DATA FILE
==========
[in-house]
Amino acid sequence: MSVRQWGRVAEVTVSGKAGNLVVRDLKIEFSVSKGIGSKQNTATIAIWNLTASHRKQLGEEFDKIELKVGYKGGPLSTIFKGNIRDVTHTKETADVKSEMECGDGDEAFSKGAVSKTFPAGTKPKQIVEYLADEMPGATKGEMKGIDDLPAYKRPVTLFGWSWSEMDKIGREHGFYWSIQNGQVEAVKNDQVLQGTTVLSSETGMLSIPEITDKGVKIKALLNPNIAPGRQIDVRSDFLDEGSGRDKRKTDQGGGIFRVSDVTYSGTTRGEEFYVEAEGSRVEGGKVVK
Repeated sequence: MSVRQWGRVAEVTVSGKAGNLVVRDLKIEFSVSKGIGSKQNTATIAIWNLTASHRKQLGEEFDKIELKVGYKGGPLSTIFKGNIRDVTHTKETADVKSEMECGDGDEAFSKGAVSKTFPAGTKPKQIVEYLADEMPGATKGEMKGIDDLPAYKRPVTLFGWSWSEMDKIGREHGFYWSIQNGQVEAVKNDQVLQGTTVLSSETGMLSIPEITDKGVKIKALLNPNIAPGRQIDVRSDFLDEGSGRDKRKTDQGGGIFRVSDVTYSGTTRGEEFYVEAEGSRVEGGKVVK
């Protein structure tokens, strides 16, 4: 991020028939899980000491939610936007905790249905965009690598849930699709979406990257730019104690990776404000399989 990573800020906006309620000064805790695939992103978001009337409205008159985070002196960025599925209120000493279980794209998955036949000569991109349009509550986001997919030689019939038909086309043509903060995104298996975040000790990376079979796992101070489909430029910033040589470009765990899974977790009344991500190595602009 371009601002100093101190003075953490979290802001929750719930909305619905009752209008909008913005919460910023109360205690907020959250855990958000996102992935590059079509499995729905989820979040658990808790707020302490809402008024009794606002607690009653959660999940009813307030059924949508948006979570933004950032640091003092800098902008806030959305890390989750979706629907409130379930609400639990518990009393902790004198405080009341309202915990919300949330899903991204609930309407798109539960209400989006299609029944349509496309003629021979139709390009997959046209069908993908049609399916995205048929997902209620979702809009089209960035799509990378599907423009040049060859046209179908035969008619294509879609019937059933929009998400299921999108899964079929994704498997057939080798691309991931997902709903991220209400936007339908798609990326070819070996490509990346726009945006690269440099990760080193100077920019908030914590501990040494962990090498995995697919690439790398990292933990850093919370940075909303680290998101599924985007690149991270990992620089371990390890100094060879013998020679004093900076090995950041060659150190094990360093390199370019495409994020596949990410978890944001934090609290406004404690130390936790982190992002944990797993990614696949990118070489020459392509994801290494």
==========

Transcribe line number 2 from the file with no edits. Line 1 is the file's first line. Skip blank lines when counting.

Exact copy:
Amino acid sequence: MSVRQWGRVAEVTVSGKAGNLVVRDLKIEFSVSKGIGSKQNTATIAIWNLTASHRKQLGEEFDKIELKVGYKGGPLSTIFKGNIRDVTHTKETADVKSEMECGDGDEAFSKGAVSKTFPAGTKPKQIVEYLADEMPGATKGEMKGIDDLPAYKRPVTLFGWSWSEMDKIGREHGFYWSIQNGQVEAVKNDQVLQGTTVLSSETGMLSIPEITDKGVKIKALLNPNIAPGRQIDVRSDFLDEGSGRDKRKTDQGGGIFRVSDVTYSGTTRGEEFYVEAEGSRVEGGKVVK